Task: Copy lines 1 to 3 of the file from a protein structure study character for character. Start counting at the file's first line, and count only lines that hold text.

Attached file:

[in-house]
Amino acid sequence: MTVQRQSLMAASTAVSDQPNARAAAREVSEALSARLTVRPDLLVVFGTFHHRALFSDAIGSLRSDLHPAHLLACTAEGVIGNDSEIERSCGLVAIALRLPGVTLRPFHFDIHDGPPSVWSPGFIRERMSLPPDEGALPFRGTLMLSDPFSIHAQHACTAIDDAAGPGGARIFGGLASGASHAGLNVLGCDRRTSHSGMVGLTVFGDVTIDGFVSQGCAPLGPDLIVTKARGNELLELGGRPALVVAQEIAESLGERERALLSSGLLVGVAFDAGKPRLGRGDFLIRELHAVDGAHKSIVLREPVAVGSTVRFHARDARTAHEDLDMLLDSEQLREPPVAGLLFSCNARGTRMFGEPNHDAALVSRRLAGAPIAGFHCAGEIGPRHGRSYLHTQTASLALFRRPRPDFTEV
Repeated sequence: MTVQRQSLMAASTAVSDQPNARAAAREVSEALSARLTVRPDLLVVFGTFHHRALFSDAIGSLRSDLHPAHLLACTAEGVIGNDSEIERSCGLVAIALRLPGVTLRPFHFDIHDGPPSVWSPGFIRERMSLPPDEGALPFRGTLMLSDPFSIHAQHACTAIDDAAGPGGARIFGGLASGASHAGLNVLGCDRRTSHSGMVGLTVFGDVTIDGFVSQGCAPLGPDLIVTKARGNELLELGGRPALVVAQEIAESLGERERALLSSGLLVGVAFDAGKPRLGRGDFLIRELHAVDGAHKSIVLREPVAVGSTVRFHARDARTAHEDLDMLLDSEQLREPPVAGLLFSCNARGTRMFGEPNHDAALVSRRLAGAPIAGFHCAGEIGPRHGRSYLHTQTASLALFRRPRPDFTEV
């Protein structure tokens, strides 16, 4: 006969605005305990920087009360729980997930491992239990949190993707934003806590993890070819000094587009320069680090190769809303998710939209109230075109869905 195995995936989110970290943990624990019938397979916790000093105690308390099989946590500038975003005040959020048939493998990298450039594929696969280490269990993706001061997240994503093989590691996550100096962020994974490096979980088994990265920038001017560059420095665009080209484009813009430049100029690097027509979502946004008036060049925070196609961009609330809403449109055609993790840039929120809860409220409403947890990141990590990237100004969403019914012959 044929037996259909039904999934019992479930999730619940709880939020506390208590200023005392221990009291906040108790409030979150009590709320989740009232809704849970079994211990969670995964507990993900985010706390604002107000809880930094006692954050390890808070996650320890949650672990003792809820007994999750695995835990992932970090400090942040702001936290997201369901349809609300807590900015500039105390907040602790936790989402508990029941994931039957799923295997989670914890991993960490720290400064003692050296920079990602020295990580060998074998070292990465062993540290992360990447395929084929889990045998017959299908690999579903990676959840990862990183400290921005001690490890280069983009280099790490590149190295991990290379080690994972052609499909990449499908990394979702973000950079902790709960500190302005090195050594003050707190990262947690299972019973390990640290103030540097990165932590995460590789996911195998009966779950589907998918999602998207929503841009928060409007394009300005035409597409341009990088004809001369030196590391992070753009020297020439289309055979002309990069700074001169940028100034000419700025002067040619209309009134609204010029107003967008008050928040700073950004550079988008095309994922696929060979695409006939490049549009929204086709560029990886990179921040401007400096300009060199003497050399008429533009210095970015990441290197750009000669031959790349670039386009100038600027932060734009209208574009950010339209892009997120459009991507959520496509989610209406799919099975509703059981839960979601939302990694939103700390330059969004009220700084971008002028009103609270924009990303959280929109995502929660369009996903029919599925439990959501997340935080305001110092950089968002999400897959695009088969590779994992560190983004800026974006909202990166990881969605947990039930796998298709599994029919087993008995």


[in-house]
Amino acid sequence: MTVQRQSLMAASTAVSDQPNARAAAREVSEALSARLTVRPDLLVVFGTFHHRALFSDAIGSLRSDLHPAHLLACTAEGVIGNDSEIERSCGLVAIALRLPGVTLRPFHFDIHDGPPSVWSPGFIRERMSLPPDEGALPFRGTLMLSDPFSIHAQHACTAIDDAAGPGGARIFGGLASGASHAGLNVLGCDRRTSHSGMVGLTVFGDVTIDGFVSQGCAPLGPDLIVTKARGNELLELGGRPALVVAQEIAESLGERERALLSSGLLVGVAFDAGKPRLGRGDFLIRELHAVDGAHKSIVLREPVAVGSTVRFHARDARTAHEDLDMLLDSEQLREPPVAGLLFSCNARGTRMFGEPNHDAALVSRRLAGAPIAGFHCAGEIGPRHGRSYLHTQTASLALFRRPRPDFTEV
Repeated sequence: MTVQRQSLMAASTAVSDQPNARAAAREVSEALSARLTVRPDLLVVFGTFHHRALFSDAIGSLRSDLHPAHLLACTAEGVIGNDSEIERSCGLVAIALRLPGVTLRPFHFDIHDGPPSVWSPGFIRERMSLPPDEGALPFRGTLMLSDPFSIHAQHACTAIDDAAGPGGARIFGGLASGASHAGLNVLGCDRRTSHSGMVGLTVFGDVTIDGFVSQGCAPLGPDLIVTKARGNELLELGGRPALVVAQEIAESLGERERALLSSGLLVGVAFDAGKPRLGRGDFLIRELHAVDGAHKSIVLREPVAVGSTVRFHARDARTAHEDLDMLLDSEQLREPPVAGLLFSCNARGTRMFGEPNHDAALVSRRLAGAPIAGFHCAGEIGPRHGRSYLHTQTASLALFRRPRPDFTEV